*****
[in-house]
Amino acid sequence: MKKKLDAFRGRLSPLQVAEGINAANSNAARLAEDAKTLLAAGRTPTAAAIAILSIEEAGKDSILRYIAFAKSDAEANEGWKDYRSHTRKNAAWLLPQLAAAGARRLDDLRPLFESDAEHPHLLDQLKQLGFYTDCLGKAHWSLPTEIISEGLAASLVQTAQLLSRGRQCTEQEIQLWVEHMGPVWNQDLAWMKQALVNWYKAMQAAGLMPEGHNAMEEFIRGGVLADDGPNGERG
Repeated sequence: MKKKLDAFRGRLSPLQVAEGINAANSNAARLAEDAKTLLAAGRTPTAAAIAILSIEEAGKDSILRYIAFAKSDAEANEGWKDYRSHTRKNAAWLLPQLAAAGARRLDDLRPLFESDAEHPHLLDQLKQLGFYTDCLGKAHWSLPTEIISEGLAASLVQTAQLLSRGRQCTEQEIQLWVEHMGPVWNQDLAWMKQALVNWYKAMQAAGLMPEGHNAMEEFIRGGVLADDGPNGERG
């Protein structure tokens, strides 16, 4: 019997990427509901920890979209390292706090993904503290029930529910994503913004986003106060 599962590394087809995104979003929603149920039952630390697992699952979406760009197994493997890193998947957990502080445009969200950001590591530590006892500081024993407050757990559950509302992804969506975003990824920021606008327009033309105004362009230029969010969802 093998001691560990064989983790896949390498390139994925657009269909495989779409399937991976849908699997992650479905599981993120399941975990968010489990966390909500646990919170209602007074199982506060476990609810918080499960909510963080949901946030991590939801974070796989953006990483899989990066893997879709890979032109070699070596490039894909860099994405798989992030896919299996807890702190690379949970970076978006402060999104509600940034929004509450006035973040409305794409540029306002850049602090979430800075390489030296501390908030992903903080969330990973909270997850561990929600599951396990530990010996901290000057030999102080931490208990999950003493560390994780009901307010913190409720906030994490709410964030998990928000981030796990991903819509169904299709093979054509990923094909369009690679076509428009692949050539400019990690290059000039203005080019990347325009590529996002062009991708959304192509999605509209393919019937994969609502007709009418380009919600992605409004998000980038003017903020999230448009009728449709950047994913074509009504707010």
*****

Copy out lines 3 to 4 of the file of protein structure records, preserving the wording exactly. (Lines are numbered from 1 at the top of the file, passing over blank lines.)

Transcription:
Repeated sequence: MKKKLDAFRGRLSPLQVAEGINAANSNAARLAEDAKTLLAAGRTPTAAAIAILSIEEAGKDSILRYIAFAKSDAEANEGWKDYRSHTRKNAAWLLPQLAAAGARRLDDLRPLFESDAEHPHLLDQLKQLGFYTDCLGKAHWSLPTEIISEGLAASLVQTAQLLSRGRQCTEQEIQLWVEHMGPVWNQDLAWMKQALVNWYKAMQAAGLMPEGHNAMEEFIRGGVLADDGPNGERG
């Protein structure tokens, strides 16, 4: 019997990427509901920890979209390292706090993904503290029930529910994503913004986003106060 599962590394087809995104979003929603149920039952630390697992699952979406760009197994493997890193998947957990502080445009969200950001590591530590006892500081024993407050757990559950509302992804969506975003990824920021606008327009033309105004362009230029969010969802 093998001691560990064989983790896949390498390139994925657009269909495989779409399937991976849908699997992650479905599981993120399941975990968010489990966390909500646990919170209602007074199982506060476990609810918080499960909510963080949901946030991590939801974070796989953006990483899989990066893997879709890979032109070699070596490039894909860099994405798989992030896919299996807890702190690379949970970076978006402060999104509600940034929004509450006035973040409305794409540029306002850049602090979430800075390489030296501390908030992903903080969330990973909270997850561990929600599951396990530990010996901290000057030999102080931490208990999950003493560390994780009901307010913190409720906030994490709410964030998990928000981030796990991903819509169904299709093979054509990923094909369009690679076509428009692949050539400019990690290059000039203005080019990347325009590529996002062009991708959304192509999605509209393919019937994969609502007709009418380009919600992605409004998000980038003017903020999230448009009728449709950047994913074509009504707010």